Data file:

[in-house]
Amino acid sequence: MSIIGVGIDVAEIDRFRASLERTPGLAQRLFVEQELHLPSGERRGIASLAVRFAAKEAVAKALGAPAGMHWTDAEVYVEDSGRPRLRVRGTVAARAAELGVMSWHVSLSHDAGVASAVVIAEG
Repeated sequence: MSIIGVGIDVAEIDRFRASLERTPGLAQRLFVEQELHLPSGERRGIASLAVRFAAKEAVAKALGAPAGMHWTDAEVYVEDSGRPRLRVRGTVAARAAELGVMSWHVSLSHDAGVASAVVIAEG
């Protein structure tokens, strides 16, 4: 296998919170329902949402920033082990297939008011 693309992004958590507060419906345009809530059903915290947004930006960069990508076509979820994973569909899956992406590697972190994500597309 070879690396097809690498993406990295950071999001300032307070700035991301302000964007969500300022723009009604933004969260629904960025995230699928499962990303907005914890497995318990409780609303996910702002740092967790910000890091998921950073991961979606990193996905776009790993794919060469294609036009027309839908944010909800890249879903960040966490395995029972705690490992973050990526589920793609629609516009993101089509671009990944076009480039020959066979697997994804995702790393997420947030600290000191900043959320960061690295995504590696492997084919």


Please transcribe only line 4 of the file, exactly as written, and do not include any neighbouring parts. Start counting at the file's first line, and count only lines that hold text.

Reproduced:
């Protein structure tokens, strides 16, 4: 296998919170329902949402920033082990297939008011 693309992004958590507060419906345009809530059903915290947004930006960069990508076509979820994973569909899956992406590697972190994500597309 070879690396097809690498993406990295950071999001300032307070700035991301302000964007969500300022723009009604933004969260629904960025995230699928499962990303907005914890497995318990409780609303996910702002740092967790910000890091998921950073991961979606990193996905776009790993794919060469294609036009027309839908944010909800890249879903960040966490395995029972705690490992973050990526589920793609629609516009993101089509671009990944076009480039020959066979697997994804995702790393997420947030600290000191900043959320960061690295995504590696492997084919």